Daily Business Live
Ryanair numbers rise | Omega test kit bidder | Ithaca deal
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5pm: Energy stocks drive FTSE 100 higher
Volumes were light with US markets closed for Independence Day, but energy stocks fired up the FTSE 100 index which ended the session 64 points higher at 7,232.65. The FTSE 250 index closed down 0.2%.
BP up 4.8%, Shell up 4.3% and Harbour Energy up 5.2% tracked spot prices higher.
Brent oil was quoted at $113.66 a barrel at the equities close, up sharply from $110.84 at the close Friday.
9.15am: London trading higher
Traders kicked off the new week on the front foot as oil prices rose. The FTSE 100 was trading 66 points higher at 7,234.99.
“A small bounce back in the oil price was enough to give BP and Shell a lift and provide welcome support to the FTSE 100 index,” said Russ Mould, investment director at AJ Bell.
“Oil supplies have been watched closely in recent weeks amid concerns about a slowdown in the global economy.
“Fundamentally supplies continue to be tight and there is still enough economic activity to stop oil prices slumping. However, lingering recession fears could act as a ceiling on the oil price so we might not see the black stuff race ahead in value too much from current levels.”
Pets at Home tumbled nearly 7% after a broker downgrade. RBC cut its rating on the stock to ‘underperform’. The shares have now fallen by 38% year-to-date despite pet products and services seemingly being a defensive industry.
Mould said: “Beloved dogs, cats and more need feeding whatever the economic climate and owners typically view healthcare in this area as a non-discretionary spend, so in theory Pets at Home should be doing well. However, the market doesn’t seem to share this view judging by the performance of its share price.”
7am Ryanair passengers jump
Ryanair said it carried a total of 15.9 million passengers in June, a jump of 203% on the 5.3 million passengers the same time last year.
The June load factor – how many seats it fills on each flight – rose to 95% from 72% last year.
The update follows a claim at the weekend by chief executive Michael O’Leary that the cost of a plane ticket is ‘too cheap’ and that prices must rise.
He said fares that cost less than a train ticket to the airport are ‘absurd’ and predicted that flight prices will rise for the next five years as soaring fuel costs and environmental charges take their toll.
7am: Omega chooses testing kit bidder
Omega Diagnostics, which sold its site at Alva in Scotland and pulled out of the Covid market, has chosen a preferred bidder for its remaining disease testing kit, Visitect.
The preferred bidder has been granted four weeks to complete due diligence. The transaction will include a significant up-front cash payment and a future royalty stream.
Omega, which has relocated to Cambridge, will now focus solely on its Health & Nutrition business, where it sees significant growth opportunities.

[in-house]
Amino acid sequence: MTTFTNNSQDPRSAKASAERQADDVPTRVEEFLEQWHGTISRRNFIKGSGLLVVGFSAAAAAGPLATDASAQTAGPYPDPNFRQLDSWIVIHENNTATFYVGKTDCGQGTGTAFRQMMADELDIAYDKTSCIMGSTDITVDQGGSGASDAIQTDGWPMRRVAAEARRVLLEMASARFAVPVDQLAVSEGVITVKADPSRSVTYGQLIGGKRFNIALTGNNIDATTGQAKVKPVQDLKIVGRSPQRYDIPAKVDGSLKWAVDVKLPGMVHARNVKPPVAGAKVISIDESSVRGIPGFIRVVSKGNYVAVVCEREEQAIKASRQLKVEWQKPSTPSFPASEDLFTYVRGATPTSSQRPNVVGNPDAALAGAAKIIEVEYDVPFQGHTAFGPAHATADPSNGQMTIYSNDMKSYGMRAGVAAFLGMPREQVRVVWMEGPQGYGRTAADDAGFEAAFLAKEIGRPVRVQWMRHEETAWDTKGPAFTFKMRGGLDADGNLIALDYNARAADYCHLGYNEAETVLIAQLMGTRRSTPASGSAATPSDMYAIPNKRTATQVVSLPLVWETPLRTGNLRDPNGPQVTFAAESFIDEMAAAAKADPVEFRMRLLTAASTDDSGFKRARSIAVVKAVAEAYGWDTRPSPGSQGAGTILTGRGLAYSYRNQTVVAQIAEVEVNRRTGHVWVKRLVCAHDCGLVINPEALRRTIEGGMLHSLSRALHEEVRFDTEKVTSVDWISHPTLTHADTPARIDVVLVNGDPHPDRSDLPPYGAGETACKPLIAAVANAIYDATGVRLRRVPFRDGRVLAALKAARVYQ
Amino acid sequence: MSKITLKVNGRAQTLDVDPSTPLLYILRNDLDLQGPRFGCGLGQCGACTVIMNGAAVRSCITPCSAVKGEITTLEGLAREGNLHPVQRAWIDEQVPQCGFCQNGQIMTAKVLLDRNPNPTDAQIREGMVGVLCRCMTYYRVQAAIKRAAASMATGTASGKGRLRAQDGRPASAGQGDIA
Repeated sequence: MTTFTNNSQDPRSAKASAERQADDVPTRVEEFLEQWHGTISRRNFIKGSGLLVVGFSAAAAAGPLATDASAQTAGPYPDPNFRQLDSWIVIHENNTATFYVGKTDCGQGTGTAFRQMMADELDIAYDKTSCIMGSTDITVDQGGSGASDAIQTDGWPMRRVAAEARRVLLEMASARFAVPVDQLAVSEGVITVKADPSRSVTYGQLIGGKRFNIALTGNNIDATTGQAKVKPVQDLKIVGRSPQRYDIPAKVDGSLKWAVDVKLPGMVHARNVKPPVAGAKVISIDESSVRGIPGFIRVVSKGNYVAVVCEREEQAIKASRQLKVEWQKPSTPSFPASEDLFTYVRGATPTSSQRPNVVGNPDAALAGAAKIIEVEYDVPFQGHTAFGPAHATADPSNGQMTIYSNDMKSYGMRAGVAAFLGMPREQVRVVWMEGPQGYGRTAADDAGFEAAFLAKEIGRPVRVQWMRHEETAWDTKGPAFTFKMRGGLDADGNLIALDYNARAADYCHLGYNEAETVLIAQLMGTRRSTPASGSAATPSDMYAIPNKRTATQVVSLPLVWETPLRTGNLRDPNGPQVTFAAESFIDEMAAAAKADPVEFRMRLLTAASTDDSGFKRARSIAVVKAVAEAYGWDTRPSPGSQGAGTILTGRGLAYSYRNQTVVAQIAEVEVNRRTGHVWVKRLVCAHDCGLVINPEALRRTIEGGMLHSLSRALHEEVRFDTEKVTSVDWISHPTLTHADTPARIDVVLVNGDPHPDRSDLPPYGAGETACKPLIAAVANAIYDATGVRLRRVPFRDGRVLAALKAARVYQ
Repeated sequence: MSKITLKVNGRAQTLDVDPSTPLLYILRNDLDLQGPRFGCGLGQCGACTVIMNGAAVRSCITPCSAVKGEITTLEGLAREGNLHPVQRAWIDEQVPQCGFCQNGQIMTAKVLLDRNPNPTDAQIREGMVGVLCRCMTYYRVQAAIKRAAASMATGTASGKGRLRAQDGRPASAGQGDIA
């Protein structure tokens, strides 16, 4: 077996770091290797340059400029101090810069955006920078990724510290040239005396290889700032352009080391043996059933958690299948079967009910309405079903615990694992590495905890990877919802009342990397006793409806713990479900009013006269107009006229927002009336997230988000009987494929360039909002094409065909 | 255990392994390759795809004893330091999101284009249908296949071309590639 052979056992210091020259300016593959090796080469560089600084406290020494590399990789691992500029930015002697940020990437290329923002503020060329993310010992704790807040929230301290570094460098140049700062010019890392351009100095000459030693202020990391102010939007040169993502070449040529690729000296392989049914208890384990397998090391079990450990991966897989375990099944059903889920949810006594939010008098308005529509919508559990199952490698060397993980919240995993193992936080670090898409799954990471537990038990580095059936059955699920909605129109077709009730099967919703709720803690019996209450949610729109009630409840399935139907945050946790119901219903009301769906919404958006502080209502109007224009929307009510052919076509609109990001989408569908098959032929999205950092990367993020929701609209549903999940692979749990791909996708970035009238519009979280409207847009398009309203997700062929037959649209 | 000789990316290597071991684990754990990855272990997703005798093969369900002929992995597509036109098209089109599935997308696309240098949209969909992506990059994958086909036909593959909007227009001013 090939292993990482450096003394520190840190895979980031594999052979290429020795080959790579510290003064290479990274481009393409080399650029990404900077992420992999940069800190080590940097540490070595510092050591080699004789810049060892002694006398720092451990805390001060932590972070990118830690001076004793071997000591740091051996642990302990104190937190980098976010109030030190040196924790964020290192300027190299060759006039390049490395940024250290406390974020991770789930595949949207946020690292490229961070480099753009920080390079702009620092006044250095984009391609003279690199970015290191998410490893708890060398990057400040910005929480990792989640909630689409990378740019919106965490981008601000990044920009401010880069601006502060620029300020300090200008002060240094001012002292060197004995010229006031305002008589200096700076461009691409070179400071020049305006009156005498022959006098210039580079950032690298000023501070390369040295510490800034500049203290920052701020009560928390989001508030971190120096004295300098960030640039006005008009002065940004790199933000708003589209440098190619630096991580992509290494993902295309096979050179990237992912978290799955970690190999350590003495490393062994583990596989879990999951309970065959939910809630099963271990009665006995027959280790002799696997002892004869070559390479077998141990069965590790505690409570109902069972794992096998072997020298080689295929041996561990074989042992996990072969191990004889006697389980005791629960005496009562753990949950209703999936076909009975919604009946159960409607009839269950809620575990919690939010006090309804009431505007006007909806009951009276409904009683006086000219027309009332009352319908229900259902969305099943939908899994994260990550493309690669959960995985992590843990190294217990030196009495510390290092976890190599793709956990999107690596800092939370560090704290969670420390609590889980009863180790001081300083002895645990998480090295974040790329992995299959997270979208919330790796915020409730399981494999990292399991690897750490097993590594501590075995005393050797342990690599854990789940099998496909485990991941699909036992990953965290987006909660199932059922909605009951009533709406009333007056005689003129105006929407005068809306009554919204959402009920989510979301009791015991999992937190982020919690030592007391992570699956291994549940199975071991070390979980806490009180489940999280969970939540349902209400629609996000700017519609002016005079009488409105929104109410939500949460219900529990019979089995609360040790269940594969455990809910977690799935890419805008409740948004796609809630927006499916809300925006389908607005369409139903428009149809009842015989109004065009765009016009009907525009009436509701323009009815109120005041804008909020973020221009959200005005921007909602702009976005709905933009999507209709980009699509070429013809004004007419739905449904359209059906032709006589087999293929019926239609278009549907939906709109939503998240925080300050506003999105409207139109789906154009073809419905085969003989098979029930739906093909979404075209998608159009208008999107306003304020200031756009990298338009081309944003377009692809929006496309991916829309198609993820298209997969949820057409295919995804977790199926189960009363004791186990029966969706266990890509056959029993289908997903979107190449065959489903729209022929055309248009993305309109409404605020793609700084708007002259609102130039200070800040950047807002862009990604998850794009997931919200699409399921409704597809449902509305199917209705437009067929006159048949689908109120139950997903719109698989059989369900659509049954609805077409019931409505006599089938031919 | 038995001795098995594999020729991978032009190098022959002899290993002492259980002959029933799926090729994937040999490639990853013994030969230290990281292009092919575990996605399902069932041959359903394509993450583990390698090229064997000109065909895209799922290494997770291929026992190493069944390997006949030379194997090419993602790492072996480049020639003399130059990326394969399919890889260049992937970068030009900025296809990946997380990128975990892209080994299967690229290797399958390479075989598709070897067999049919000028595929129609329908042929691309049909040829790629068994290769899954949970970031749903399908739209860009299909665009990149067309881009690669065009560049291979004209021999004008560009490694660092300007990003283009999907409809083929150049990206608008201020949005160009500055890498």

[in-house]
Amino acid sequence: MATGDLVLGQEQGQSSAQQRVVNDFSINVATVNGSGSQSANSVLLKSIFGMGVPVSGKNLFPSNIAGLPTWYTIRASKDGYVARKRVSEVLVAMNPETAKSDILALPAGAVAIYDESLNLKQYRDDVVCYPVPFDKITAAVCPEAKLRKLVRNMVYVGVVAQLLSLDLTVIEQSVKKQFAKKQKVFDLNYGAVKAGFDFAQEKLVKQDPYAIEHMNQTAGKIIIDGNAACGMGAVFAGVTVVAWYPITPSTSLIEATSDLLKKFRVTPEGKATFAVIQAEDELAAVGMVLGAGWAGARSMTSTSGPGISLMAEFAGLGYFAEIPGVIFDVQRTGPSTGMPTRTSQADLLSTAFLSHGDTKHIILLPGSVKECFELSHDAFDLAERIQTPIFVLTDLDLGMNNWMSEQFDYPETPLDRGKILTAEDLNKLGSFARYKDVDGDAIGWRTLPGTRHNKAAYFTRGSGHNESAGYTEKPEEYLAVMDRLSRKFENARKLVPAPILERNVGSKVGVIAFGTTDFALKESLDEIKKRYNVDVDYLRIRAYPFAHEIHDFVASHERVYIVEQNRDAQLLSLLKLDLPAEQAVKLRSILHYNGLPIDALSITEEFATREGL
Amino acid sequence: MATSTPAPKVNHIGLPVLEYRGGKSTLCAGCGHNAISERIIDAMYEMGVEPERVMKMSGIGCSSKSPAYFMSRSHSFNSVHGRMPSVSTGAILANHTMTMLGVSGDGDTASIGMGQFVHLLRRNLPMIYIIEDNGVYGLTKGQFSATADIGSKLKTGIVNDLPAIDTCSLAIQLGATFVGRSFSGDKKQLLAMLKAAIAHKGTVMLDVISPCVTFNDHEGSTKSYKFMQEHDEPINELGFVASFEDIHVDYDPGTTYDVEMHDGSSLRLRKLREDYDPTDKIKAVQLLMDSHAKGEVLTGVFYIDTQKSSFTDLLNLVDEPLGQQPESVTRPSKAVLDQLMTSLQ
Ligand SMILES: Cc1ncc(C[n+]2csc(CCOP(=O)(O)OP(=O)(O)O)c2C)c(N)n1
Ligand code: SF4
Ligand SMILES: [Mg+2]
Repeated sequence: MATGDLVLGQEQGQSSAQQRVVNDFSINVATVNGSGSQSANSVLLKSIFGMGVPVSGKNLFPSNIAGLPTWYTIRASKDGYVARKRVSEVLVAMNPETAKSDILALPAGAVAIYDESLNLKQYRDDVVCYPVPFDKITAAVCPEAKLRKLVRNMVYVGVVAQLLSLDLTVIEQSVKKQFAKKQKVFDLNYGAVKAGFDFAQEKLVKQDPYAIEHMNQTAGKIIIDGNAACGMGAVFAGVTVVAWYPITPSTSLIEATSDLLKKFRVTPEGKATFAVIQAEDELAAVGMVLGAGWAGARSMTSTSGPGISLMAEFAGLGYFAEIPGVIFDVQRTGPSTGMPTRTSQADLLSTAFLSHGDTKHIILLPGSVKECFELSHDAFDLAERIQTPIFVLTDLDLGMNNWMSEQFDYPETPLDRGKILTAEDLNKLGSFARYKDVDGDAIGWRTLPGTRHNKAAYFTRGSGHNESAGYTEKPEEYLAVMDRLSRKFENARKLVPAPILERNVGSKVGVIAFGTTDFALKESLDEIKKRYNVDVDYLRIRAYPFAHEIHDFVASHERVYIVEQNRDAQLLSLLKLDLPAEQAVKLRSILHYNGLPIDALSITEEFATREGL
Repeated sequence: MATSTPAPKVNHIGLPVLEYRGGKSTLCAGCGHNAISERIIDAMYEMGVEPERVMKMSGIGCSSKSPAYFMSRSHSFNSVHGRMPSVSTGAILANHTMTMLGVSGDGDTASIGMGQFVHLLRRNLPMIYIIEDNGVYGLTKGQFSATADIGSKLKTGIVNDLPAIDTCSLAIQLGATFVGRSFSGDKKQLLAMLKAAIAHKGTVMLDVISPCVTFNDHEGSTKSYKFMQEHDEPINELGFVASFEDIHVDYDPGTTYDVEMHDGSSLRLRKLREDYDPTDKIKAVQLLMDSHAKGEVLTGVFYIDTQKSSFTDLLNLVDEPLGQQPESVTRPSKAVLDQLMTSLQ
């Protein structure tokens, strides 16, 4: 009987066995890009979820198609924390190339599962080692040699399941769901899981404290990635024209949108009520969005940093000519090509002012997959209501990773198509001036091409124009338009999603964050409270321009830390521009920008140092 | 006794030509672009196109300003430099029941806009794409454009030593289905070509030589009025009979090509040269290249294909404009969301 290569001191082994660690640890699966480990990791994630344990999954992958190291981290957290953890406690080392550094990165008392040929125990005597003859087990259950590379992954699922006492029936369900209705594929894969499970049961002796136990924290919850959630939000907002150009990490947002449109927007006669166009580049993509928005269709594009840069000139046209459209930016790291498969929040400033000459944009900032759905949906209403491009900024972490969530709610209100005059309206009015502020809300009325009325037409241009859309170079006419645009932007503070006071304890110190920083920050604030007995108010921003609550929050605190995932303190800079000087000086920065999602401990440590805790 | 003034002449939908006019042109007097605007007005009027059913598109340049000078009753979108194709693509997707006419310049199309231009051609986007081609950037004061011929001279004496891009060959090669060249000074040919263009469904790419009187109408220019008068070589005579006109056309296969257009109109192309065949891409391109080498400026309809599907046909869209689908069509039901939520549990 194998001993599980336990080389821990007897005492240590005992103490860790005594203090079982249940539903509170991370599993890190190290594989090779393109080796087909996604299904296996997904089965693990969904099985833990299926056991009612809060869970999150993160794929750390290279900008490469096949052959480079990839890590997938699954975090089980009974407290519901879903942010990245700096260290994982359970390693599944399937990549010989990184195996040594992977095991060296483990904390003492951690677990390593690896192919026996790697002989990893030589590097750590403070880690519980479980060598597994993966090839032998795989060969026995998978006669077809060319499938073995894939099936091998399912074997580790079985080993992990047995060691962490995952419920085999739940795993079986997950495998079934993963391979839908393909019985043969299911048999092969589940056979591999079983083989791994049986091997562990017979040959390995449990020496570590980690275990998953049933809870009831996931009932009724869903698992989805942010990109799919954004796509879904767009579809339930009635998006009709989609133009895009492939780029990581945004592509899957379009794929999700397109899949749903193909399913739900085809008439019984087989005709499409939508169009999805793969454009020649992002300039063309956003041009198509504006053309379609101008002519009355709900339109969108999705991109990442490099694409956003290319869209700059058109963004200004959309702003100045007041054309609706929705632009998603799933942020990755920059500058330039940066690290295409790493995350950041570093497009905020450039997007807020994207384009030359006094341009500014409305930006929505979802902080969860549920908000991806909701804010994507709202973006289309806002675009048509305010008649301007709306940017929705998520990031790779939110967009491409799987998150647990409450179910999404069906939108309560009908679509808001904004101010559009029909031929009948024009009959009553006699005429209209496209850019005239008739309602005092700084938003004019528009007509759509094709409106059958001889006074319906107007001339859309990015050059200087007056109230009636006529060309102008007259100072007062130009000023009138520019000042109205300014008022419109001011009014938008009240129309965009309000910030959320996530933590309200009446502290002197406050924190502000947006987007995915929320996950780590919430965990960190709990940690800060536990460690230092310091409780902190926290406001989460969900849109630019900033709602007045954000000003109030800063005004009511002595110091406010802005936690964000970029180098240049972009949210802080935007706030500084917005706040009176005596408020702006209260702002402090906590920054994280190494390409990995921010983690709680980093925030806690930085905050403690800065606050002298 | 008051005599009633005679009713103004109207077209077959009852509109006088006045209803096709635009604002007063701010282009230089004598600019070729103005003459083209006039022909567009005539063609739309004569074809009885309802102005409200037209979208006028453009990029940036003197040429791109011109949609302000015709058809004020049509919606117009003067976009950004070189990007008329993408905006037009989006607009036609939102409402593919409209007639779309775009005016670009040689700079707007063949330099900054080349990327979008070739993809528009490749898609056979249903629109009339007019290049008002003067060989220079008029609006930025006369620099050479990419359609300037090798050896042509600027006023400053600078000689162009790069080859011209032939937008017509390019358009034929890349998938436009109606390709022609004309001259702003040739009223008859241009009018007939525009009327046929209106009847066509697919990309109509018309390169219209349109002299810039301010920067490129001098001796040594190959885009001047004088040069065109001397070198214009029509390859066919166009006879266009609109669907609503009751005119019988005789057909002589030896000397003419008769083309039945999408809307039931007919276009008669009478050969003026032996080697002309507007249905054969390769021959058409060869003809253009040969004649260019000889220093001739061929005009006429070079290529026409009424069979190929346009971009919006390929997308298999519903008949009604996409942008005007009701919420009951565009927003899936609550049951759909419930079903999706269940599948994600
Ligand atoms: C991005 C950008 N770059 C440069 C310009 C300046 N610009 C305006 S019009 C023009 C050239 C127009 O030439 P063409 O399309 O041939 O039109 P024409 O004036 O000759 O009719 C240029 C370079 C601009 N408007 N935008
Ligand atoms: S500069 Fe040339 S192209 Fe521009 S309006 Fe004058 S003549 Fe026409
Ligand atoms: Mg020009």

Bank of Scotland has agreed to extend the existing overdraft facility of £2 million by an additional three months, to 30 September. This allows Omega sufficient time to reassess the funding requirement for its profitable and higher growth Health & Nutrition division.
Jag Grewal, CEO, said: “We were delighted by the level of interest we have received for the CD4 business and look forward to announcing the completion of the transaction in due course.
“Having withdrawn from the COVID-19 market and disposed of the Alva site earlier this year, the divestment of our loss-making CD4 business will leave the Group solely focused on our higher margin Health & Nutrition division.
“The net proceeds from the sale of the CD4 business will enable our product and geographical expansion ambitions to be realised.”
7am: Ithaca completes Siccar deal
Ithaca Energy has completed its acquisition of Siccar Point Energy, announced on 7 April. The acquisition of the part-owner of the Cambo field, positions Ithaca as one of the key E&P operators in the UK North Sea with four of the basin’s largest producing fields and some of its largest development projects.
Gilad Myerson, executive chairman, said: “Completion of the acquisition of Siccar Point marks a key milestone in establishing Ithaca as a leading UK North Sea E&P company with significant production, material growth potential, and a long-life cycle portfolio. We are excited about the future and welcome our new colleagues from Siccar Point.”
Markets in Shanghai and Tokyo recovered from a slow start to the day. In Hong Kong, stocks are playing catch up after being closed on Friday.
In Tokyo, the Nikkei 225 was 0.6% higher. In China, the Shanghai Composite was up 0.4%, while the Hang Seng in Hong Kong was down 0.2%.
China placed 1.7 million people under lockdown in central Anhui province, following new rising cases of Covid. The outbreak comes as the Chinese economy begins to rebound from a months-long lockdown in Shanghai and disruptive Covid restrictions in the capital Beijing.
In New York on Friday, stocks ended higher. The Dow Jones Industrial Average and S&P 500 surged 1.1%, while the Nasdaq Composite added 0.9%.
The pound was quoted at $1.2106 early Monday in London, up from $1.2034 at the equities close on Friday.
Brent oil was quoted at $112.04 a barrel early Monday, up from $110.84 late Friday.